On the field, Wigginton has been limited to 24 at-bats, 14 of which have come as a pinch-hitter. He has five hits, two of which have come in his last two plate appearances.
"I knew the role coming in," Wigginton said. "Just show up every day ready. The thing about baseball is that every day truly is a new day, and [you] just prepare yourself each and every day. Obviously there are challenges in keeping your timing, trying to get some rhythm. But fortunately we have [hitting coach John] Mabry here, who really helps out in that aspect and [assistant hitting coach] Bengie [Molina]. They've been great keeping us ready. It's fun. It's a new challenge."
Boggs showing signs of progress at Triple-A
ST. LOUIS -- The Cardinals have not explicitly stated what it will take for Mitchell Boggs to earn his spot back in the St. Louis bullpen. But the right-hander -- who has not allowed a run in five relief appearances since being demoted -- appears to be moving closer to forcing the organization to make a decision on his placement.
Boggs tossed his most recent scoreless inning on Monday, working around a walk in an 18-pitch frame. He has allowed three hits, walked two and struck out four in his five Triple-A innings. He is, though, still working through some efficiency troubles, as three of Boggs' five innings have required at least 20 pitches.
Manager Mike Matheny, who said he has been in touch with Boggs since sending the right-hander out, said that he has been encouraged by both the results and the process behind them.
"It sounds like he has made a couple of good mechanical adjustments," Matheny said. "The reports from the people who have been seeing him is that it looks like he is in a real good spot. He's an established Major League player, so it's not an easy assignment. It seems like he is happy with how he's progressed. It's still yet to be seen how this all plays out, but he's going about this the right way."
• With a three-hit game for Triple-A Memphis on Tuesday, infielder Ryan Jackson upped his season average to .372. Jackson's strong season start hasn't gone unnoticed by the parent club, either, as Jackson would be among the first infielders considered for a promotion should a need arise at the Major League level.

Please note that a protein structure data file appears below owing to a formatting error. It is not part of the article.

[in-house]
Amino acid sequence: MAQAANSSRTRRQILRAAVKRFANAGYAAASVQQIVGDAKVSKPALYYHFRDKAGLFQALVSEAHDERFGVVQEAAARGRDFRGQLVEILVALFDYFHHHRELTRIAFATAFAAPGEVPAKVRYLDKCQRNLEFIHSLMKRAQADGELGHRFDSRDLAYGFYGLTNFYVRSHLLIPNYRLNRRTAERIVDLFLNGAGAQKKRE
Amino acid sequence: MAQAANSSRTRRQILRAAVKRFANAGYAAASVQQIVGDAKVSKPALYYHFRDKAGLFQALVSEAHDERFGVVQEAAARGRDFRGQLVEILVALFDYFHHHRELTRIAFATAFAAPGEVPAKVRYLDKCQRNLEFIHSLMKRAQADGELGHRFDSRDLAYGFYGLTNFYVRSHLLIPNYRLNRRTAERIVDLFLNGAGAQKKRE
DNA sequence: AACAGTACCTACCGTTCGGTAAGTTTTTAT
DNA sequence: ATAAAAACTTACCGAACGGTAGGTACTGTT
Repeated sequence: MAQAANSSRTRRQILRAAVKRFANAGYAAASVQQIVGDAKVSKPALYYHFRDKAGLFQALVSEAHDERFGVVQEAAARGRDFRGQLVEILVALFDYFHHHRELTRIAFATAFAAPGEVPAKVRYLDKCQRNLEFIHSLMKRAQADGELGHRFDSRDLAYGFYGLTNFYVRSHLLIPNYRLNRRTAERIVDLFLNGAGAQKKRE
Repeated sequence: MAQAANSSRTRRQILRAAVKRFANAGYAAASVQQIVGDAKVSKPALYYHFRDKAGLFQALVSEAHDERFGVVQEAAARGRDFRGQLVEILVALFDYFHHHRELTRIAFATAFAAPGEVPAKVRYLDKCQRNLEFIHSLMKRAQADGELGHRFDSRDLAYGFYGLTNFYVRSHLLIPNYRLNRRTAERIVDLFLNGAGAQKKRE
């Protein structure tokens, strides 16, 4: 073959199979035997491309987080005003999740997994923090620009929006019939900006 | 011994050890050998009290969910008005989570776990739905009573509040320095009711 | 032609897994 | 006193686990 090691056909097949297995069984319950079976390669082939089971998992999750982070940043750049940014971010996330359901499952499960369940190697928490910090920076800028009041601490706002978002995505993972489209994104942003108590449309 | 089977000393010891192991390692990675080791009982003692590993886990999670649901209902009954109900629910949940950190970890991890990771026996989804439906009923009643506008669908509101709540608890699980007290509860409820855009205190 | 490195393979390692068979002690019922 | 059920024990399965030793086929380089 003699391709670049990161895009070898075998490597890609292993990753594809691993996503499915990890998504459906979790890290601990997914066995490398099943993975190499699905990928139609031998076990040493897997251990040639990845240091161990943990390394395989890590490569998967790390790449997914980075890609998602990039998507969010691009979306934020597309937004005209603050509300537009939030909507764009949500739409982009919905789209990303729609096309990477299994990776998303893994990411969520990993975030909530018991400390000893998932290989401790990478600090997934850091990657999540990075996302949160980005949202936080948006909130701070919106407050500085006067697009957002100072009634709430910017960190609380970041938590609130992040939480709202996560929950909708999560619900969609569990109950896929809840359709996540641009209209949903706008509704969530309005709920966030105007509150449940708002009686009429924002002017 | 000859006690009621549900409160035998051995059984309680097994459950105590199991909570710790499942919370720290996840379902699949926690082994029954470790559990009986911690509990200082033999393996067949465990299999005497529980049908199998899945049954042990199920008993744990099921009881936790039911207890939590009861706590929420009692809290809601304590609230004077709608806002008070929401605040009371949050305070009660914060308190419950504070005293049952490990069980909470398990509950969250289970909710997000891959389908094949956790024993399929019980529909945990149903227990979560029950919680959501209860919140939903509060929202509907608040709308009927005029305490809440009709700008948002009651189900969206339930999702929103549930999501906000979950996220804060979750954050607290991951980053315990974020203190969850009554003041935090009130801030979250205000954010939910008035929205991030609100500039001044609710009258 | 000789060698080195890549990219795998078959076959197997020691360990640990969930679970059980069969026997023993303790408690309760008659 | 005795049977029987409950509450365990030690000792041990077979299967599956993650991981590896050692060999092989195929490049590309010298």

"He really took a great attitude with him when he was sent down," manager Mike Matheny said of Jackson, who has played second, third and short for Memphis this year. "He realizes he's right there. Where Pete Kozma was a year ago, he's even ahead of that in the fact that he's taking real advantage of the opportunity he has there. He's done a real good job."
• Right-hander Boone Whiting picked up a win in his Triple-A debut on Tuesday. Whiting, who was promoted to take John Gast's place in the Memphis rotation, scattered three hits and two walks over five innings. He allowed one run and threw 42 of his 72 pitches for strikes.
• In an afternoon ceremony at Busch Stadium on Tuesday, Cardinals Care, the philanthropic arm of the organization, handed out more than $114,000 in grants to 57 area non-profit groups that support children. Since Cardinals Care was established in 1997, it has provided more than $19 million in grants, donations and projects to help children.
• Cardinals Care will honor Cardinals pitcher Chris Carpenter on Wednesday as it dedicates a youth ball field at Jackson Park (Berkeley, Mo.) in his name. Chris Carpenter Field will be the home field for 180 boys and girls involved in Berkeley's Redbird Rookies program.
Jenifer Langosch is a reporter for MLB.com. Read her blog, By Gosh, It's Langosch, and follow her on Twitter @LangoschMLB. This story was not subject to the approval of Major League Baseball or its clubs.